Product Liability Cases: Claims And Notable Examples (2024)

Product liability cases are some of the biggest and best-known cases. Learn about product liability and how it was applied in some notable examples.

Sarah Edwards


Reviewed By Adam Ramirez, J.D.


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Product Liability Cases: Claims And Notable Examples (2024)

Product liability cases fall into a different category from many other injury claims. Most injury claims fall under the legal theory of negligence. While negligence can be used to pursue compensation after a product injures you, most product liability claims fall under strict liability.

Strict liability provides significant benefits for claimants. While negligence requires proof that the at-fault party knew or should have known the risks posed by their actions, strict liability cases don't require any such knowledge. Instead, a company can be liable for injuries caused by its defective products even though it was unaware of the defect.

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Famous Product Liability Cases

To prove liability, you must prove the product included a defect when it left the manufacturer’s hands. You must also show that the defect caused their injuries. Defects can take the following three forms:

  • Design defects
  • Manufacturing defects
  • Warning or instruction defects

The easiest way to explain these cases is through examples. Some of the biggest and best-known litigations in U.S. history involved product liability cases. Examples of these well-known cases include the following:

Design Defects

Design defects occur during the initial design of a product. As a result, lawyers sometimes refer to these products as inherently defective. In other words, the defect cannot be separated from the product because it is integrated into the product’s design.

Under strict liability principles, injured consumers do not need to show the manufacturer intended to design a dangerously defective product. Instead, most states simply require you to show the product has no safe use or its dangers outweigh its risks. There are two famous examples that, coincidentally, fall into each of these tests.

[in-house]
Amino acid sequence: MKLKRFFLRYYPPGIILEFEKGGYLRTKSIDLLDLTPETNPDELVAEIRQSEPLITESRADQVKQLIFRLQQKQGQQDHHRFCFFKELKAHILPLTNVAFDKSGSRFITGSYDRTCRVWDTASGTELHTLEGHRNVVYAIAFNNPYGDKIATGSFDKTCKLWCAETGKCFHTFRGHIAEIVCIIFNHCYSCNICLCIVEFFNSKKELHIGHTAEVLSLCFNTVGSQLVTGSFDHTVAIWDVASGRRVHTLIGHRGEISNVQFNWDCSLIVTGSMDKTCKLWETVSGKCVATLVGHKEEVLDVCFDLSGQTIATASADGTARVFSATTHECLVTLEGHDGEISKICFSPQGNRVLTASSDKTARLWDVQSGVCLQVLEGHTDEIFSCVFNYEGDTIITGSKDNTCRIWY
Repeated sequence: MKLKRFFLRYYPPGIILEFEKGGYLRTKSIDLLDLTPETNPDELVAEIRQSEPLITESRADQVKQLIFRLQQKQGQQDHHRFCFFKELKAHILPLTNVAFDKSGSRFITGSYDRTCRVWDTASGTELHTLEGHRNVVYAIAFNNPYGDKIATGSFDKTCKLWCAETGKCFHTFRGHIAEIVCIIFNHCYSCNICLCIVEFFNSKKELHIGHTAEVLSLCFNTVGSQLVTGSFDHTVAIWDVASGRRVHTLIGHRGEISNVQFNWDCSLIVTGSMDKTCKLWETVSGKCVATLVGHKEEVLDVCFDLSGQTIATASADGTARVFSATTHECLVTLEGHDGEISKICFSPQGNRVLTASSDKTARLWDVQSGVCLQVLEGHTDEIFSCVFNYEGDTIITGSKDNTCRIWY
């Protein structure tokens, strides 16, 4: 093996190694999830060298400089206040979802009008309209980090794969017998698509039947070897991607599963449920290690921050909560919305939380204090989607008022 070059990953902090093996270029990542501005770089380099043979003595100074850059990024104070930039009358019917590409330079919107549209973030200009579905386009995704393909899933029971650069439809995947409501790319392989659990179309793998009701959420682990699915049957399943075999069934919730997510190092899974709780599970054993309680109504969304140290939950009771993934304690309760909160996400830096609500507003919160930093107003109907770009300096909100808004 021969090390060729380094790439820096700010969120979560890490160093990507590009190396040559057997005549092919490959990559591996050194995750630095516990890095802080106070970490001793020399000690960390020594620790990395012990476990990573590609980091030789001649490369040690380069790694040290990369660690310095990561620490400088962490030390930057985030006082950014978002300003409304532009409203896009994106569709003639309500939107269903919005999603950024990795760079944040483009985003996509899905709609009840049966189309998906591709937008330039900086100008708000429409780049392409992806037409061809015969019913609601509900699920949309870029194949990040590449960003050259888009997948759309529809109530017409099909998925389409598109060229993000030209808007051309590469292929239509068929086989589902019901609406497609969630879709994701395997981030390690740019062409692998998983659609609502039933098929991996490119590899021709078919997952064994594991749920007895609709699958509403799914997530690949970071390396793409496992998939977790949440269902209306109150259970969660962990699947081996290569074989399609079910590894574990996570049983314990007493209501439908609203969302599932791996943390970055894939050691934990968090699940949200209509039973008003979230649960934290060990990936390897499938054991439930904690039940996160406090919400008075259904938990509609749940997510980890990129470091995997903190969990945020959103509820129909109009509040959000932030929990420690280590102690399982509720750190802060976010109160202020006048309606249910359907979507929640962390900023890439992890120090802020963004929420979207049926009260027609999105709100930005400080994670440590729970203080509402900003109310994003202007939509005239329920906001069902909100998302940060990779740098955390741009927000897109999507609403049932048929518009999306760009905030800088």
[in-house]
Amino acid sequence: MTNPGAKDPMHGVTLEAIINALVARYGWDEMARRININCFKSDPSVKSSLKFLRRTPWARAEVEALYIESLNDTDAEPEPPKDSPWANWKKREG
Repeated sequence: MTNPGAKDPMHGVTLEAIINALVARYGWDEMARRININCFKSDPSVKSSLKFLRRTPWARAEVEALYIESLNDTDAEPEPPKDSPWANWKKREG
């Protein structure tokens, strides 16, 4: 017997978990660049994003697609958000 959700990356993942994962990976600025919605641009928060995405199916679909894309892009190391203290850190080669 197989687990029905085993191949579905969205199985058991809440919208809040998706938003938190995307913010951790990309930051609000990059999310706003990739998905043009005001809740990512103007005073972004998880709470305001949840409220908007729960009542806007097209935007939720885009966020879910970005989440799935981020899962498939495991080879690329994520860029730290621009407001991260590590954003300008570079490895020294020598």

Thalidomide was a morning sickness medication prescribed to women during early pregnancy to counteract the nausea and vomiting characteristic of the first trimester. Unfortunately, Thalidomide also causes birth defects.

In this case, the medication was inherently defective. The same chemical that treated morning sickness also caused birth defects. Equally importantly, the defect was not simply a side effect. Since the defect was inherent in the chemical makeup, the product had no safe use. In other words, mothers with morning sickness are pregnant, and pregnant women cannot use it because it can harm the fetus.

Lawn darts provide another example of a product with a design defect. This game included oversized darts that children were supposed to throw at a target lying on the lawn. As you might expect, these darts injured several children.

In determining that these products contained a design defect, it does not matter that almost every reasonable person who has seen them can foresee the dangers they pose. Under strict liability, foreseeability and reasonable care are unnecessary. Instead, lawn darts contain a design defect because the utility of playing a game outweighs the danger of injuring or killing a child while using them for their intended purpose.